Five years later, memories of the 2013 flood are still vivid, but Calgary is working hard to make the next one less memorable.
“When I got involved five years ago, I thought the City would be further along than they are now, but we have to appreciate that a ton of work has been done around flood mitigation,” said Tony Morris, co-president of the Calgary River Communities Action Group. The grassroots organization advocates for upstream mitigation to protect thousands of homeowners across Calgary.
To date, much of the focus has been on mitigation to protect City assets and address vulnerable riverbanks that could impact communities. At-risk areas like the Calgary Zoo, which is built on an island in the Bow River, and the Eau Claire district opposite Prince’s Island Park, have received special attention.
“There is so much history here, and a feeling that it’s where people want to be … I have seen this river go up and down over 51 years – it’s just the way the river works.” – Monique Beaumont, Roxboro resident
“The Elbow and Bow rivers are distinct watersheds, but they both come together in Calgary,” said Morris. “The work on each of those is at different stages based on the complexity of the solutions. The Springbank Off-Stream Reservoir is a much easier project to implement than a comparable one on the Bow, so it’s farther along in development.”
At the same time, work on the Bow River is advancing, and the provincial government recently announced it is proceeding with feasibility studies to consider three options for up-stream mitigation.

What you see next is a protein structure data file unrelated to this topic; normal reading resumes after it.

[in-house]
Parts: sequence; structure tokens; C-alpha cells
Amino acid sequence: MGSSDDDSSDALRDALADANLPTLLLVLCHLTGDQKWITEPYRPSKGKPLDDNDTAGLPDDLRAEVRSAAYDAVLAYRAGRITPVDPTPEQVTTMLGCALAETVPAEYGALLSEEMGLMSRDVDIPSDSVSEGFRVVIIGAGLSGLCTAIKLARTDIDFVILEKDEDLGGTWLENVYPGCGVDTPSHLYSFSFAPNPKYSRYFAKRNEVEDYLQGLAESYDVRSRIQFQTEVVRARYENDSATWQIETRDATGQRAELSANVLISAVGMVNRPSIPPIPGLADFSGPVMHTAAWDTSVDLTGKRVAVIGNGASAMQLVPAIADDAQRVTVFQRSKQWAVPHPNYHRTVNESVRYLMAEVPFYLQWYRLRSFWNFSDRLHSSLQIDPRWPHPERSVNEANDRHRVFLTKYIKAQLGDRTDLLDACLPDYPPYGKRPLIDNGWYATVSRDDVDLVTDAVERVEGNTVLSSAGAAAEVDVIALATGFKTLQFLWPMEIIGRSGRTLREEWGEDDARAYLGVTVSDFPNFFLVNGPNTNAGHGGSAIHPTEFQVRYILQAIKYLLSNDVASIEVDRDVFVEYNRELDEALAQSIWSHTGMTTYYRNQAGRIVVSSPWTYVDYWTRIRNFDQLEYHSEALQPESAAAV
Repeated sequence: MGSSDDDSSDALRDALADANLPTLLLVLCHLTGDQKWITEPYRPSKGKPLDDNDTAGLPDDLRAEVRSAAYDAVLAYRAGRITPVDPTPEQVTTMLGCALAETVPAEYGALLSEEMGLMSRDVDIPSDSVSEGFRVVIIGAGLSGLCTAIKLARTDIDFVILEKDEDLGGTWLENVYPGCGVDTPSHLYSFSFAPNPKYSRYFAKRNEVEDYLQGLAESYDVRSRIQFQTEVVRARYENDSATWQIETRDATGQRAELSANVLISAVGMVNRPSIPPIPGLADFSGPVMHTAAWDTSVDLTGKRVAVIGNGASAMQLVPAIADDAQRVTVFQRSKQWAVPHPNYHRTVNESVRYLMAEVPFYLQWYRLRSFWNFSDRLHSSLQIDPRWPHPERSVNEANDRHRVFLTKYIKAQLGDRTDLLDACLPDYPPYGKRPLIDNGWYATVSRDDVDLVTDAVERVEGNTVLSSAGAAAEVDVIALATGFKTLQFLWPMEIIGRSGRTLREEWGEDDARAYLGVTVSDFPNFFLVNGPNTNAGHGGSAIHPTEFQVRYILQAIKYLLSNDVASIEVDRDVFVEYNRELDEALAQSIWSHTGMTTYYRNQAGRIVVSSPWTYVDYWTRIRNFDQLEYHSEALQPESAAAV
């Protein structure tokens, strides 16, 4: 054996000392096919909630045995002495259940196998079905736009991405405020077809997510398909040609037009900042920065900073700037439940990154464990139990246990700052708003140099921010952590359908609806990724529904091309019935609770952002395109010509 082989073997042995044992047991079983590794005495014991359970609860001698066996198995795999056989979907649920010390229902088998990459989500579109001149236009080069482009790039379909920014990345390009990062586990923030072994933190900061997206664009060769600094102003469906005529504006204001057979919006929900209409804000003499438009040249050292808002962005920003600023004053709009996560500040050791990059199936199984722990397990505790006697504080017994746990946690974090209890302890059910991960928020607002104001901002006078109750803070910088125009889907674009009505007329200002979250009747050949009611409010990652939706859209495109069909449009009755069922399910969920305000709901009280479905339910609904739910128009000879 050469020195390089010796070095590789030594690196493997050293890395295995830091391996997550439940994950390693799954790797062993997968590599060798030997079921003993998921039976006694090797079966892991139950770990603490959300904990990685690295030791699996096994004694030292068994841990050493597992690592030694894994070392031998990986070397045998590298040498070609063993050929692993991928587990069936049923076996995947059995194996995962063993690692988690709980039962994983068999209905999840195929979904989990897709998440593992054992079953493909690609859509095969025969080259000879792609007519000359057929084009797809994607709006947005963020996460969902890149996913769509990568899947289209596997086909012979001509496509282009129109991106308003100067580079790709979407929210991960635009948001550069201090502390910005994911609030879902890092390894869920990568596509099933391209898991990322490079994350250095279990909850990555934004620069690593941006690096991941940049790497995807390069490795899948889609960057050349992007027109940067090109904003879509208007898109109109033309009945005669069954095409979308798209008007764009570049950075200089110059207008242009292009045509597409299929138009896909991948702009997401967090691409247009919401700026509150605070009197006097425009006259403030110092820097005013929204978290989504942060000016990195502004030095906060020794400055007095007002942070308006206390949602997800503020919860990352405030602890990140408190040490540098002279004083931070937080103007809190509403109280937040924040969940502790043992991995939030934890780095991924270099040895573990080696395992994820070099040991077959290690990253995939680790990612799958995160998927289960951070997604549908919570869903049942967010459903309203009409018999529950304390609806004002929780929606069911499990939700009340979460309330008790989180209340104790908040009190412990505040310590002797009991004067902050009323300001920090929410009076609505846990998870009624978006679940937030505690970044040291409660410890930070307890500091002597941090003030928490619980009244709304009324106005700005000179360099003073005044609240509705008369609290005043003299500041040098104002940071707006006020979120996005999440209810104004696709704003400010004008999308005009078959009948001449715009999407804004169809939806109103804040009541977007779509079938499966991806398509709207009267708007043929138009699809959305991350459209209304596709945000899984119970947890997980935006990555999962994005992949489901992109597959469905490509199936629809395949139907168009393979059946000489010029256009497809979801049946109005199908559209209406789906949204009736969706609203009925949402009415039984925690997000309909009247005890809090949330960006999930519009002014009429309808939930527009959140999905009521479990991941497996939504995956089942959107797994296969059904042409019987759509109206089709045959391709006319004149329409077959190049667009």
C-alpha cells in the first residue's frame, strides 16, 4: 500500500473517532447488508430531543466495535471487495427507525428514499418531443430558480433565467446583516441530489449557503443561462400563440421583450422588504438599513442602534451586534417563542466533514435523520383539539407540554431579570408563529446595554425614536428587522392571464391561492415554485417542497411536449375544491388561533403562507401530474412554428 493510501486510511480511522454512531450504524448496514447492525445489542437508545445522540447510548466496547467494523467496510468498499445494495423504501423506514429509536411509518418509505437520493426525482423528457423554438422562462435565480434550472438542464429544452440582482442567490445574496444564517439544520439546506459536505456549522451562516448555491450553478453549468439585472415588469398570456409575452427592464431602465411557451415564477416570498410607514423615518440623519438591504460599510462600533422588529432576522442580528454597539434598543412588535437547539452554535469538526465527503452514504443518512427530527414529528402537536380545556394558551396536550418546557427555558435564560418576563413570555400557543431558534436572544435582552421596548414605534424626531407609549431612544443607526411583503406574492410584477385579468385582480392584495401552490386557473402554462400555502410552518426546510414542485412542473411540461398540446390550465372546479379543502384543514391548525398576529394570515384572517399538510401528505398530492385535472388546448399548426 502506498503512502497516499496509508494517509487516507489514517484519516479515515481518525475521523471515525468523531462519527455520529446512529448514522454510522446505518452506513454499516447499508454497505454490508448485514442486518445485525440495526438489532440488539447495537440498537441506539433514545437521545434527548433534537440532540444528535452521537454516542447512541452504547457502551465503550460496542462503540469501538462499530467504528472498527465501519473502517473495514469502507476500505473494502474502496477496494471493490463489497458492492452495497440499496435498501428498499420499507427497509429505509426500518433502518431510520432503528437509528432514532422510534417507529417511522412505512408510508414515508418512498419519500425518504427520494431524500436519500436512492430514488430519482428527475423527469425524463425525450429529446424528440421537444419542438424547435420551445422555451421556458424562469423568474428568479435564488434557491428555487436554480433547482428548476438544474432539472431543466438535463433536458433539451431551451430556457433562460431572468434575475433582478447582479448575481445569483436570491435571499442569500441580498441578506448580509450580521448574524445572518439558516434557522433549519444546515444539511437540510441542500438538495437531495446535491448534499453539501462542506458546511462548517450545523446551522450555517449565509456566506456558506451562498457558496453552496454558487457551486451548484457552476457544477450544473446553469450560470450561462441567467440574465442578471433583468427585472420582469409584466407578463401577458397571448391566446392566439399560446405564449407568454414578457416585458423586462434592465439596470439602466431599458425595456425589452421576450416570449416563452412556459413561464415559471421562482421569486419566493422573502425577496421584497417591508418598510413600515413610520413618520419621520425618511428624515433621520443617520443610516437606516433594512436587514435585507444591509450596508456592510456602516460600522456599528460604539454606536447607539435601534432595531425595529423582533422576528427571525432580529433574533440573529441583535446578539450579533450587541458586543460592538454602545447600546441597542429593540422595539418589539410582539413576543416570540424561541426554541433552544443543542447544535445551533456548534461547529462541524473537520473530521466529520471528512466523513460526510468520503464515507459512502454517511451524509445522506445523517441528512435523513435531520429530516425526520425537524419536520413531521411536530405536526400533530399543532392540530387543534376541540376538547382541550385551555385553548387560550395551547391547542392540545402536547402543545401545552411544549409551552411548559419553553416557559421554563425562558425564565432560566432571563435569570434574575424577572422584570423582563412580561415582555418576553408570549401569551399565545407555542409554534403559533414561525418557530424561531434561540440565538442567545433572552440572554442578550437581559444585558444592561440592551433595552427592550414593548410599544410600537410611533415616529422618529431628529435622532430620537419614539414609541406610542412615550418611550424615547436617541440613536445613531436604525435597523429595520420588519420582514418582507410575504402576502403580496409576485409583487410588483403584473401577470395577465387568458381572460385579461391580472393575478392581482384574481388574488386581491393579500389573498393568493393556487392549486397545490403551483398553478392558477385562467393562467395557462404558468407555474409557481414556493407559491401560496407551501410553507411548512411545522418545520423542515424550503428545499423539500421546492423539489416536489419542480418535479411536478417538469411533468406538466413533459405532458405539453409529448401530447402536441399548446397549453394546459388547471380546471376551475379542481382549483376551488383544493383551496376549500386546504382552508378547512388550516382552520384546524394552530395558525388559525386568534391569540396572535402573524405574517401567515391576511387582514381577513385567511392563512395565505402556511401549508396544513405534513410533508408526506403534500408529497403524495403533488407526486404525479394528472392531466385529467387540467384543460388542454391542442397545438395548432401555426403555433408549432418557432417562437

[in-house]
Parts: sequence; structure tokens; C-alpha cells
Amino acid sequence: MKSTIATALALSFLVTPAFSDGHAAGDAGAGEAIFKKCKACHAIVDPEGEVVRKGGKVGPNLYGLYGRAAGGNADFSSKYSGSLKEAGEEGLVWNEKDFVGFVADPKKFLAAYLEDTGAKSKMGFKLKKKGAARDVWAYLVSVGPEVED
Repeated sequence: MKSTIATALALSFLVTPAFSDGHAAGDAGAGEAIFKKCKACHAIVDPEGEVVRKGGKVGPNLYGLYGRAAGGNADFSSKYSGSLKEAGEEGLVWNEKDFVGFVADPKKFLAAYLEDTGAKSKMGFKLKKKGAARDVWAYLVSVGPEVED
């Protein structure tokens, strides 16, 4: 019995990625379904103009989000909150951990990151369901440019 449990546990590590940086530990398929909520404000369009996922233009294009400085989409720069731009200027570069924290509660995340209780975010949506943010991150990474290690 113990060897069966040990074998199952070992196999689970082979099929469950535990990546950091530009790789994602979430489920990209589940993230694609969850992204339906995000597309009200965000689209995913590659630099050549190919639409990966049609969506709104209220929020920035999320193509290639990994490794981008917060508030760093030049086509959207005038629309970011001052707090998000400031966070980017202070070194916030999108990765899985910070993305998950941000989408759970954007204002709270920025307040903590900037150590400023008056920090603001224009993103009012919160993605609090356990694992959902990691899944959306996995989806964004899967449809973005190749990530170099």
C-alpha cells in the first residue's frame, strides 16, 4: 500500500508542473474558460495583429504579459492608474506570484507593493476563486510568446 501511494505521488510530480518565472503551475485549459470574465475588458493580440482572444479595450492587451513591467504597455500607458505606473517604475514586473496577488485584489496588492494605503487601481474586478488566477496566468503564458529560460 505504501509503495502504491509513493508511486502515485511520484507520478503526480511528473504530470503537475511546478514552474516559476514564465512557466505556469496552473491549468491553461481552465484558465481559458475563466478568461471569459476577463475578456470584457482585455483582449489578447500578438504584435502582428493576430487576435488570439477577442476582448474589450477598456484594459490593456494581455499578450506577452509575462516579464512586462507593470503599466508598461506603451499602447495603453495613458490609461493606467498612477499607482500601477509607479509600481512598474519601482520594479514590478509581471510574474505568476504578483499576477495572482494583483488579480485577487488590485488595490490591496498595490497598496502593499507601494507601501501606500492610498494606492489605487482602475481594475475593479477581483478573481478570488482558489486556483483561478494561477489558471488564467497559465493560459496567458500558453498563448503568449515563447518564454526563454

While she’ll never forget what she and her neighbours endured in 2013, Roxboro resident Monique Beaumont has no plans to relocate.
“My parents bought here on the Elbow River in 1967 and it has been my home for 51 years. I believe there are only about 200 river lots in the city, so there is exclusivity involved, and these are some of the oldest communities in Calgary,” said Beaumont.
“There is so much history here, and a feeling that it’s where people want to be. You have interesting streets, restaurants, art galleries and an overall charm that is hard to match. I have seen this river go up and down over 51 years – it’s just the way the river works.”
That’s not to say that the images of past floods will ever fade, but for Beaumont and others in these neighbourhoods, the river is very much a part of their future.
CREB® Maps’ flood zones feature a timely tool for REALTORS®
More than in any other industry, knowledge is power when it comes to homebuying, and the flood zones feature on CREB® Maps is a powerful tool Realtors can use to assist their clients.
“CREB® Maps was created to help members visualize data, such as dimensions and commercial zoning information for properties on the MLS® System,” said Shane Griffin, IT Manager for CREB®. “With the flood of 2013 being such an impactful event, we have added data on past flooding activity to the maps using flood data from the City of Calgary.”
When Realtors view the maps, they can turn on different data layers depending on what property details are most relevant to them and their clients. When they choose the flood layer, it shows where riverbanks have overrun and flooded in the past. The flood zones are updated with the most recent information whenever updates are issued by the City.
“It doesn’t show the extent of the impact, but it does show which areas were impacted,” said Griffin. “As with the other data on the maps, our goal with the flood zone data is to arm Realtors with as much information as possible to best assist their clients in buying and selling.”